ICU capacity explained: What to know about a key coronavirus metric in California

Nurses watch as a respiratory therapist cares for an intubated COVID-19 patient in Chula Vista in April.
Nurses Michael Manriquez, left, Linda Isidienu and Tiffany Matthews care for an intubated COVID-19 patient in Chula Vista in April.
(Marcus Yam / Los Angeles Times)

Coronavirus cases are surging, hospitalizations are rising and public health officials are increasingly watching an important metric: intensive care unit capacity.

The new stay-at-home order that hit 36 million Californians recently was triggered when several regions’ ICU availability slipped under 15%.

Public health officials fear that as the surge continues, hospitals could be overwhelmed — including the most vulnerable patients in the hospitals’ highest level care units. Staying home and preventing coronavirus infections will help hospitals manage the influx of patients. As officials wait and hope for the stay-at-home order to tame the surge, they are anxiously tracking ICU capacity.

Here’s what you need to know about ICU capacity and why it’s important at this stage of the pandemic.


What is an ICU?

An ICU, or intensive care unit, is a specialized hospital department that cares for people in the most critical health situations, such as those with life-threatening injuries or severe illnesses. ICUs are equipped with specialized equipment, such as ventilators.

Most important, ICUs are staffed with highly trained nurses and physicians who provide round-the-clock care to their patients — checking their breathing, blood pressure, fluids and other vital signs. Dr. Shruti Gohil, an infectious disease specialist at UCI Health, said there is a 1-to-1 ratio of nurses to patients in ICUs.

“That kind of minute-to-minute, hour-to-hour care requires a level of training on the nurses to ... recognize problems quickly and address them quickly and then know what needs to be done while waiting,” Gohil said.

A COVID-19 patient with severe difficulty breathing may require ventilator support in an ICU.

“We are responding at the moment to a tsunami of COVID-19 patients in the hospital,” said Carmela Coyle, president and chief executive of the California Hospital Assn. “But that does not stop the heart attacks, the strokes, the cancer patients with serious, immediate needs.”

What is ICU capacity?

Capacity is the number of staffed beds available at a point in time.

Determining whether capacity has been reached is more nebulous.

The state determines a region’s ICU capacity with a weighted formula to ensure that some ICU beds remain open for non-COVID patients. When the state says a region has reached 0%, it may actually still have some beds available. Individual counties, such as Fresno, have reported having no open ICU beds.


Capacity also fluctuates as patients exit the ICU and others enter.

“There’s always sort of this movement that’s not always quite captured by the snapshots that we get,” said Dr. Rais Vohra, interim health officer for Fresno County. “Overall, the capacity is severely impacted.”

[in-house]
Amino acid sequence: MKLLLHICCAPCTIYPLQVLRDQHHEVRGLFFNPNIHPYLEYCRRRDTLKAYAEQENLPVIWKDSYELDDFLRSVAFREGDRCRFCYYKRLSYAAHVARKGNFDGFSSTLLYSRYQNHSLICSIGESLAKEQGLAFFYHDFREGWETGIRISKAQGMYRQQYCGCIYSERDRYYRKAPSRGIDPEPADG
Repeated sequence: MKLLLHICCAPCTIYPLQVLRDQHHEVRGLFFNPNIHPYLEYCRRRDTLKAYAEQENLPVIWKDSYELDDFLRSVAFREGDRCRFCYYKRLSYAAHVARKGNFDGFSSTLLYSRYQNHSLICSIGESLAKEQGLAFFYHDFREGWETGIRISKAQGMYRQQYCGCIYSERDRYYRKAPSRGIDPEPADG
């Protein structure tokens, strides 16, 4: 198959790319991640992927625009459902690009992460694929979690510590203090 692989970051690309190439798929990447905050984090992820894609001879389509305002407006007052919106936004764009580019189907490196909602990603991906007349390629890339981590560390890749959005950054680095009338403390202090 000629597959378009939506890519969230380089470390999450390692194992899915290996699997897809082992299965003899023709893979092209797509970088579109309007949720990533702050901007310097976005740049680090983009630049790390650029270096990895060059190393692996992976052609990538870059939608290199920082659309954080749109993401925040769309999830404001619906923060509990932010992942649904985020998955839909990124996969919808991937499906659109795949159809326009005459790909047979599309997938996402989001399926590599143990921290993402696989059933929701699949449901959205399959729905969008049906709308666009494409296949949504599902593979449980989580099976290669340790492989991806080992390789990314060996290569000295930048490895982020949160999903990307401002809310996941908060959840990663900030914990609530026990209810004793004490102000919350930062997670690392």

What happens when an ICU reaches 0% capacity?

Hospitals will likely place patients in open beds elsewhere in the hospital, such as emergency department rooms.

Having open beds in other parts of the hospital does not mean a hospital is equipped to handle more intensive care patients. Dr. Bill Stringer, chief pulmonologist at Harbor-UCLA Medical Center in Torrance, said the “limiting step is not going to be space or equipment. It’s going to be staff.”

Because of their specialized training in high-intensity situations, ICU medical professionals are scarce resources.

ICU availability in Southern California at 0%, and the crisis is expected to get worse, officials warn.

Dec. 21, 2020

“The problem is, we’ve got a nationwide shortage of critical care nurses,” Coyle said. “It is not the case where you can pull any nurse into the ICU to provide that level of care.”

And when ICUs are stretched beyond capacity, the quality of care can decline and mortality rates can rise.

As ICU capacity shrinks, a hospital is likely to scale back elective procedures, freeing up staff. Some healthcare workers — such as those who work in trauma, surgery and anesthesia — are already trained for high-stress scenarios, so they would be “natural pivots” to the ICU, Gohil said. A critical care professional would supervise.

“In a poor, catastrophic state, it would be an all-hands-on-deck approach,” Gohil said.

If a hospital’s beds fill, some patients may be transferred to neighboring hospitals. But moving ICU patients is risky, Stringer said.

“Just imagine somebody who is just completely inert, that is sedated, that is being supported at least with a ventilator,” Stringer said. “It’s the most fragile and vulnerable patient being transferred. That’s a very difficult decision.”

How do I find out the ICU capacity where I live?

The state keeps an updated list of ICU bed availability by county.

Hospitals report their capacities daily, and the state tallies them.

Here are the regional numbers as of Thursday afternoon:

  • Southern California: 7.7%, down from 9% Wednesday
  • San Joaquin Valley: 1.9%, down from 4.2%
  • Greater Sacramento: 13.3%, down from 14.3%
  • Bay Area: 17.8%, down from 20.9%
  • Northern California: 30.3%, an improvement from 27.1%

I live in a region where ICU space is at capacity, but I have a medical emergency. What do I do?

You should still seek help. If you’re in a serious emergency, call 911.

Otherwise, Stringer said, call the hospital emergency departments near you to check their capacity. Then wear a mask and go.

“The hospital, even though we have plenty of COVID patients, is still a safe place to get care,” Stringer said. “It’s probably not as safe as being on a backpacking trip in the Rockies. But if you’ve got an emergency, you need to call.”